Chapter 3.9

Managing Growth an Issue
(The Oregonian, July 14, 1989)

By Richard Carson

The national preoccupation with economic development has given way to a new wave of public concerns about the impacts of growth, quality of life and the need to protect the environment.

1988 was a banner year for growth issues. Last June an initiative to limit growth was defeated in Orange County, Calif. The developers there spent $2 million to stop a proposal that would have allowed development only when all services (i.e., water, sewer, fire, police, schools) could be maintained.

In November a similar initiative was defeated in San Diego County. This time it cost developers $2.5 million. The defeated initiative followed a successful vote in San Diego to restrict new housing development to 8,000 units a year. Even Los Angeles is developing a growth-control ordinance.

The states of Vermont, Maine and Rhode Island also adopted growth management legislation. Closer to home, the Citizens' Alternative Plan was approved by Seattle voters in May to limit development in the city's downtown core.

These experiments in limiting growth were initiated to preserve a community's quality of life in the face of a perception of rapid uncontrolled development. A variety of tools were used: moratorium, quotas on housing types and caps on the number of housing.

In Oregon, the question is how will growth manifest itself? The warning signs are now in the Portland metropolitan area. Citizen activists have litigated against Washington County's West Side Bypass and the Tualatin River water-quality plan, fought to save old houses in Northwest Portland and defeated a Sauvie Island golf course expansion.

Others have seen the warning signs and moved to meet the challenges. In May, Gov. Neil Goldschmidt and the Economic Development Department released "Oregon Shines: An Economic Strategy for the Pacific Century," which gave the state's land-use system a new challenge: growth management.

Metro, the Portland metropolitan area's regional government, initiated an Urban Growth Management Plan in January. In April, Metro's growth management policy committee held its first meeting. In the next few months the committee will establish the program's work plan and start developing a set of policies to guide the region's future urban development.

Oregon's land-use planning program has provided a context for implementing a regional program that is not reactive in terms of prohibiting or limiting growth. In fact, the planning program is set up to accommodate rather than to discourage projected growth. The issues are:

- Urban sprawl  The percentage of the region's population outside the urban growth boundary and in the rural areas is increasing. At what point will this growth conflict with what the statewide planning goals were designed to achieve?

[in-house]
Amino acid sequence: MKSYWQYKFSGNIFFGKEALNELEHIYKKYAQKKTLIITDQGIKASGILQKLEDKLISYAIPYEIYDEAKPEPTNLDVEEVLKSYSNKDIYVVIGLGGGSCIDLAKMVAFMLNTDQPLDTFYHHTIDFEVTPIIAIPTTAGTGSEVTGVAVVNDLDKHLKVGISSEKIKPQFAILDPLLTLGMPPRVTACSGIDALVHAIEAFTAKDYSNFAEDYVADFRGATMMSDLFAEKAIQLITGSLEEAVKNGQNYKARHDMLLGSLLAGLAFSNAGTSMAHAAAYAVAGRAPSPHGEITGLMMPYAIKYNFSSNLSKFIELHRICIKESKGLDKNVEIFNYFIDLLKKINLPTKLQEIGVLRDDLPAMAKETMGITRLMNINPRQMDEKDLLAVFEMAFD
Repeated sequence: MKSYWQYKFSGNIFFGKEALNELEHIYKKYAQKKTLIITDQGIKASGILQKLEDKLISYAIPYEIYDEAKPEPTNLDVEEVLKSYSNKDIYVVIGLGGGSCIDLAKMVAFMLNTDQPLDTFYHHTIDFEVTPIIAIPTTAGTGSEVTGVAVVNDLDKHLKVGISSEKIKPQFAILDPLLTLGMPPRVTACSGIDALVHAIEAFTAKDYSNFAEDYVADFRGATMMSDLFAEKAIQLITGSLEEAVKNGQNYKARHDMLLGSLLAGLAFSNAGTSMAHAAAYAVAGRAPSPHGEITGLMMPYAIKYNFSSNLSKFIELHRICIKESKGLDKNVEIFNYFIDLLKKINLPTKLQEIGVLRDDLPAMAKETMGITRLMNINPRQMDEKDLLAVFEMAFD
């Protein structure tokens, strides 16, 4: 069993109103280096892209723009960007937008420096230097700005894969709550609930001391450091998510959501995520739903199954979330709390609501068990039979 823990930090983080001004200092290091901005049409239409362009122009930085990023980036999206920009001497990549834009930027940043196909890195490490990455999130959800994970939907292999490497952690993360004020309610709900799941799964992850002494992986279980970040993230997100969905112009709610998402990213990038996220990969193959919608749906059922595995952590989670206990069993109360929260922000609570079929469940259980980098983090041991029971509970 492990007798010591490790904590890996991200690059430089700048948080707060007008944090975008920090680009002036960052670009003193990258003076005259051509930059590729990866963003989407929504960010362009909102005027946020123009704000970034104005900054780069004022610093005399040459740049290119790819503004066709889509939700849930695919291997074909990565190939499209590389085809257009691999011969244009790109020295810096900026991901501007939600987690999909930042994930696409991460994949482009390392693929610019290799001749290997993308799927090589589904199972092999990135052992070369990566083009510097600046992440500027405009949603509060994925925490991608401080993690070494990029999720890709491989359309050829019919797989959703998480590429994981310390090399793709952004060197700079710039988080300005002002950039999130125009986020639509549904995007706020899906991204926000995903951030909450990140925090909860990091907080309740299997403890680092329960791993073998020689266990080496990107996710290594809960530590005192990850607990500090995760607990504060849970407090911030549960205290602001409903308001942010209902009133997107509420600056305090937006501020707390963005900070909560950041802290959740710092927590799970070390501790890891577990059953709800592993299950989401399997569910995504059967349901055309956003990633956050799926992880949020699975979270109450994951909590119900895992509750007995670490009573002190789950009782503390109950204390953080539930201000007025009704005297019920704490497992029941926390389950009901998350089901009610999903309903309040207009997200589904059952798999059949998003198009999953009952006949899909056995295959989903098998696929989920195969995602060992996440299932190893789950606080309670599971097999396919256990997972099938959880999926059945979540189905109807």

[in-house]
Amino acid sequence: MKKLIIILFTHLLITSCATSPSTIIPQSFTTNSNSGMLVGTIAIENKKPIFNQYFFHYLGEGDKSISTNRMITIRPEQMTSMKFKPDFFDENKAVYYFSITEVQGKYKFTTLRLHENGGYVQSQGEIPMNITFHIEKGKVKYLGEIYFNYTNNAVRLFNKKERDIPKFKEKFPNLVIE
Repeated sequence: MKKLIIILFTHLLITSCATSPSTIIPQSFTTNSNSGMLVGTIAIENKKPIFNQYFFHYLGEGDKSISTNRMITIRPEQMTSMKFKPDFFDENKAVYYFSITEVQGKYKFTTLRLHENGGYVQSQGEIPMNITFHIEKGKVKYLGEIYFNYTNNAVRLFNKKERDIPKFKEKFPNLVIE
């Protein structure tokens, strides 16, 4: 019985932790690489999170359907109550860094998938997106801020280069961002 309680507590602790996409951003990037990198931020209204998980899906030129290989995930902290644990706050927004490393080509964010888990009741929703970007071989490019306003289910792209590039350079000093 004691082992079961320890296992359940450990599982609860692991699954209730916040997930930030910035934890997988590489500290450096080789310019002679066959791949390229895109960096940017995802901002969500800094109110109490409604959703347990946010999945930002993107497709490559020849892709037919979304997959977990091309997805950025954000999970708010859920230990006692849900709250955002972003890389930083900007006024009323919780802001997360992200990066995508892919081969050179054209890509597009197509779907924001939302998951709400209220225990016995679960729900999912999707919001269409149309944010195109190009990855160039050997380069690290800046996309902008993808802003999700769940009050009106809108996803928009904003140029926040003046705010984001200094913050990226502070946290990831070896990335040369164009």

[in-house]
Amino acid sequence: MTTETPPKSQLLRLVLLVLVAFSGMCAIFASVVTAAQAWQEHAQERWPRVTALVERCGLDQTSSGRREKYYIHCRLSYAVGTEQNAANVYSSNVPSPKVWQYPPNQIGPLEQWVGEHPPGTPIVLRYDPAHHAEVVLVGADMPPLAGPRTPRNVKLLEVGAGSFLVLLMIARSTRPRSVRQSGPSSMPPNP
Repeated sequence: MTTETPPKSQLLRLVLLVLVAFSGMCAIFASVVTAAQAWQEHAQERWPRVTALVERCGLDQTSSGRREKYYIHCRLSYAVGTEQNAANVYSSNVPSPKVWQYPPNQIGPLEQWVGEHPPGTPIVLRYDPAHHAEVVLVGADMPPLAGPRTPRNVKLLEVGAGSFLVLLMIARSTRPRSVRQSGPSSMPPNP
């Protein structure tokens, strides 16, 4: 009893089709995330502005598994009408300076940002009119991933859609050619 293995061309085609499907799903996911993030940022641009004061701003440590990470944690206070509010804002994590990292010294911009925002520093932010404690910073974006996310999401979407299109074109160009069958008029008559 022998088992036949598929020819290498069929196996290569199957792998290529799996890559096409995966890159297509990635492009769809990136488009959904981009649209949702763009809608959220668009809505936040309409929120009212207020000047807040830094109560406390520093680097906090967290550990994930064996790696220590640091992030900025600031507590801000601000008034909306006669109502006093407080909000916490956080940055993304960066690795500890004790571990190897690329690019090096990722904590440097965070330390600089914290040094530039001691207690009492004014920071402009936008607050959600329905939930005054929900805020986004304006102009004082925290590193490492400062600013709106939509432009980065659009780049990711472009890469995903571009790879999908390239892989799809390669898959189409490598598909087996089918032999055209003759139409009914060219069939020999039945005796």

- Urban infill  What incentives are needed to encourage redevelopment opportunities in our region? There is a trend of growth in suburban areas, but we should also be working to maintain livability in established urban areas.

- Economic development  Is it a public agency's responsibility to provide land for industry by product type? What type of lands are needed to serve the offices and factories of the future?

- Transportation  The specter of traffic gridlock is being fueled by the fact that vehicle ownership nationally is increasing faster than both the numbers of households and employment. What should be the relationship between transportation and land use?

- Urban services  The issue of consolidating water and sewer service districts has been raised in Clackamas and Washington counties. Improved water quality and the need to meet growth with a cost-efficient delivery system are becoming major issues. The solid-waste disposal system also needs to change in order to meet the needs of the region's growing population.

- Open space  Should we enhance our quality of life through public access to natural areas both within and outside the urban areas of the region? How can we preserve and restore these natural areas for our children and the region's wildlife?

It is important from both the development and environmental perspectives to remain ahead of growth. Our quality of life is what makes this a desirable place for families to live and gives us a competitive advantage in attracting more and better-paying jobs for our citizens.

The growth management process in the Portland area will mean developers can save the expense of mounting a reactive pro-growth media campaign and the environmental activists can participate rather than undertake a divisive voter initiative.

Richard H. Carson is director of Metro's Planning and Development Department and is responsible for urban growth management.

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Common Sense
by Richard H. Carson